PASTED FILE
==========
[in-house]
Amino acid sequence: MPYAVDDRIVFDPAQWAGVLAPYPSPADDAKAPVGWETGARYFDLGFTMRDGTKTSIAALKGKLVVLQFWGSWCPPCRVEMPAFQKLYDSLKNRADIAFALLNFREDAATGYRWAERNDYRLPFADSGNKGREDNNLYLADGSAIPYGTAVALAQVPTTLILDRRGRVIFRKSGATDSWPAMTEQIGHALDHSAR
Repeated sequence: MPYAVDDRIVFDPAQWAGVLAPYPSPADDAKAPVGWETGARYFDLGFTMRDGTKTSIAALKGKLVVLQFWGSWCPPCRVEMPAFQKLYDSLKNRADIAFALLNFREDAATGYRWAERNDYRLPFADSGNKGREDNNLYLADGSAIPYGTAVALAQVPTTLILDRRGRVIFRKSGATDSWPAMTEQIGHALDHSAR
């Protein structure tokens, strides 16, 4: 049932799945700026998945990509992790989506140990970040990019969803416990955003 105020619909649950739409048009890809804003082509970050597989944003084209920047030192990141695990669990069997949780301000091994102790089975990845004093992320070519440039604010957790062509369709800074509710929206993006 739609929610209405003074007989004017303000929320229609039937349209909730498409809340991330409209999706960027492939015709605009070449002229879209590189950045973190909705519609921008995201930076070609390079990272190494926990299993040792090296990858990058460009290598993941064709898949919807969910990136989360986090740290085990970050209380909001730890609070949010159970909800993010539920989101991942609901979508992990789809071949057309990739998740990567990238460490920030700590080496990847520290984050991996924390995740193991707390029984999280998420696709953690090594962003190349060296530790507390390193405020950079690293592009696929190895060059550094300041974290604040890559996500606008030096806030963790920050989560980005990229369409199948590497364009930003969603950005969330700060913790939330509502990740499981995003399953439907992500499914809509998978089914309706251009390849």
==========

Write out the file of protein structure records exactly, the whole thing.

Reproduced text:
[in-house]
Amino acid sequence: MPYAVDDRIVFDPAQWAGVLAPYPSPADDAKAPVGWETGARYFDLGFTMRDGTKTSIAALKGKLVVLQFWGSWCPPCRVEMPAFQKLYDSLKNRADIAFALLNFREDAATGYRWAERNDYRLPFADSGNKGREDNNLYLADGSAIPYGTAVALAQVPTTLILDRRGRVIFRKSGATDSWPAMTEQIGHALDHSAR
Repeated sequence: MPYAVDDRIVFDPAQWAGVLAPYPSPADDAKAPVGWETGARYFDLGFTMRDGTKTSIAALKGKLVVLQFWGSWCPPCRVEMPAFQKLYDSLKNRADIAFALLNFREDAATGYRWAERNDYRLPFADSGNKGREDNNLYLADGSAIPYGTAVALAQVPTTLILDRRGRVIFRKSGATDSWPAMTEQIGHALDHSAR
């Protein structure tokens, strides 16, 4: 049932799945700026998945990509992790989506140990970040990019969803416990955003 105020619909649950739409048009890809804003082509970050597989944003084209920047030192990141695990669990069997949780301000091994102790089975990845004093992320070519440039604010957790062509369709800074509710929206993006 739609929610209405003074007989004017303000929320229609039937349209909730498409809340991330409209999706960027492939015709605009070449002229879209590189950045973190909705519609921008995201930076070609390079990272190494926990299993040792090296990858990058460009290598993941064709898949919807969910990136989360986090740290085990970050209380909001730890609070949010159970909800993010539920989101991942609901979508992990789809071949057309990739998740990567990238460490920030700590080496990847520290984050991996924390995740193991707390029984999280998420696709953690090594962003190349060296530790507390390193405020950079690293592009696929190895060059550094300041974290604040890559996500606008030096806030963790920050989560980005990229369409199948590497364009930003969603950005969330700060913790939330509502990740499981995003399953439907992500499914809509998978089914309706251009390849």